5 February 2018
Sol 1957-1958: Onward towards gray patch
Posted by Ryan Anderson
Over the past several months we’ve made excellent progress up and along the Vera Rubin Ridge (VRR), taking stunning mosaics and using our instrument payload to examine the local geology. Today we planned for Sols 1957-1958, during which we will continue our VRR investigations and drive further along to our next area of interest. Unfortunately, SAM experienced a minor fault over the weekend, so we’ll be delaying those activities – a preconditioning test for an upcoming geochronology experiment – to Wednesday’s (Sol 1959) plan.
We’ll start off Sol 1957 with two ChemCam LIBS observations on the targets ‘South Harris’ and ‘Drummock.’ We got our first taste of Drummock over the weekend with ChemCam and decided to analyze it again to better understand geochemical variations within the rocks around the rover. We’ll take Mastcam images to document these ChemCam targets. We’ll also take a Mastcam mosaic of ‘Bloodstone Hill,’ another target from the weekend plan that warranted further investigation – this area is featured in the black and white RMI image above. Another Mastcam observation in the plan is called a sky column, which we use to periodically monitor material around the Mastcam sunshade. Finally, we’ll take a couple of Navcam movies to search for dust devils and cloud activity.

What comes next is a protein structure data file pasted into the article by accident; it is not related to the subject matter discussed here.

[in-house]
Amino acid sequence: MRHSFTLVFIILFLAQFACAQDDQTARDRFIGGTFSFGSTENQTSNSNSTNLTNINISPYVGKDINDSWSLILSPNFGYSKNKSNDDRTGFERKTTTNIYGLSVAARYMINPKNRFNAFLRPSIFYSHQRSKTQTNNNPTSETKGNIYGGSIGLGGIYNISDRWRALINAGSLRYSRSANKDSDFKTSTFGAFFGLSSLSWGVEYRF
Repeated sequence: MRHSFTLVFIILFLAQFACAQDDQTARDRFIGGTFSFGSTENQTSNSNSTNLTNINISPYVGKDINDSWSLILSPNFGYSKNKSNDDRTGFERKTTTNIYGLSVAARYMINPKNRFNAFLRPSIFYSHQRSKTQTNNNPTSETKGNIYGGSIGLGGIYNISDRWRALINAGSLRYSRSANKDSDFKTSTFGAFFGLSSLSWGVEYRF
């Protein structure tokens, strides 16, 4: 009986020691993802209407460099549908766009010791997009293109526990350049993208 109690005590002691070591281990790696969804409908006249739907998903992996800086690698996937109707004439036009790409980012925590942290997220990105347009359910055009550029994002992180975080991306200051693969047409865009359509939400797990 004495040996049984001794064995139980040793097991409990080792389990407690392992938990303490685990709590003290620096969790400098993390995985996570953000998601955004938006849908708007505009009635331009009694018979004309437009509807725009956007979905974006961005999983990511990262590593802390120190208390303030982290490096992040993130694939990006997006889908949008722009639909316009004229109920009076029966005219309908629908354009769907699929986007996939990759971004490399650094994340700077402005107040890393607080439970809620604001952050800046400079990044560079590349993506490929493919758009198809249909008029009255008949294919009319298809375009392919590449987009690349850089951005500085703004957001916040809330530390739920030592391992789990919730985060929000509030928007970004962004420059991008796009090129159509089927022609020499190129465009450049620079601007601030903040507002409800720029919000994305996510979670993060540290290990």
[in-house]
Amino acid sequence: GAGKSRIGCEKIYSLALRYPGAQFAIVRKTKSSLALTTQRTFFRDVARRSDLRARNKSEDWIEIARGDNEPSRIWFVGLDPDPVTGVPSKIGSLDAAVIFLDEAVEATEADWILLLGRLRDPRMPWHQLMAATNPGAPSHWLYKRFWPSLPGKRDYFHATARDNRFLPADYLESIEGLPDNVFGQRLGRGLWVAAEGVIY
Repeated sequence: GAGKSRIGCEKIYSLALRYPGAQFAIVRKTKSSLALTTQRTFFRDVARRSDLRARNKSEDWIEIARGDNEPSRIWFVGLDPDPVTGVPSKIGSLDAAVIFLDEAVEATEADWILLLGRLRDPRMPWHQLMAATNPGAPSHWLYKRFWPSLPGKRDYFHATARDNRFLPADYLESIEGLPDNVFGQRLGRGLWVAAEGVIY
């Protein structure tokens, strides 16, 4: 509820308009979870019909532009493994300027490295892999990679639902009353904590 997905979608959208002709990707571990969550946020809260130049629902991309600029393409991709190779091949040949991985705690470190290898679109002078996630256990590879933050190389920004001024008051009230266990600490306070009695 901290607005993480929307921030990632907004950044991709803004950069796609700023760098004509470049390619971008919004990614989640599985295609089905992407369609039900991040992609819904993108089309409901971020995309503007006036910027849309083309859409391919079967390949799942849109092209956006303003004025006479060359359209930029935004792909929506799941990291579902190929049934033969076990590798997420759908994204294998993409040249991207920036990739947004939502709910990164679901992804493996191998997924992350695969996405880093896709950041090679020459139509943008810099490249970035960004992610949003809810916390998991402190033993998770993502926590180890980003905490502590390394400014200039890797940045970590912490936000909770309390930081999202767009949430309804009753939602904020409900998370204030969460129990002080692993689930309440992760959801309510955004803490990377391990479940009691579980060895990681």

In the afternoon of Sol 1957, we’ll drive approximately 60 meters to put us in front of an area identified from orbit to contain an interesting gray patch of bedrock. Following the drive, we will take our standard post-drive images to set us up for remote and contact science on Wednesday.
On the second sol, Sol 1958, our science activities are primarily dedicated to environmental observations. First, we’ll use ChemCam to conduct a Passive Sky observation. Next, we’ll use Mastcam to take a series of images that help us measure both the amount of dust and the optical depth of the atmosphere. We also have our standard REMS and DAN activities in the plan.
Written by Rachel Kronyak, Planetary Geologist at University of Tennessee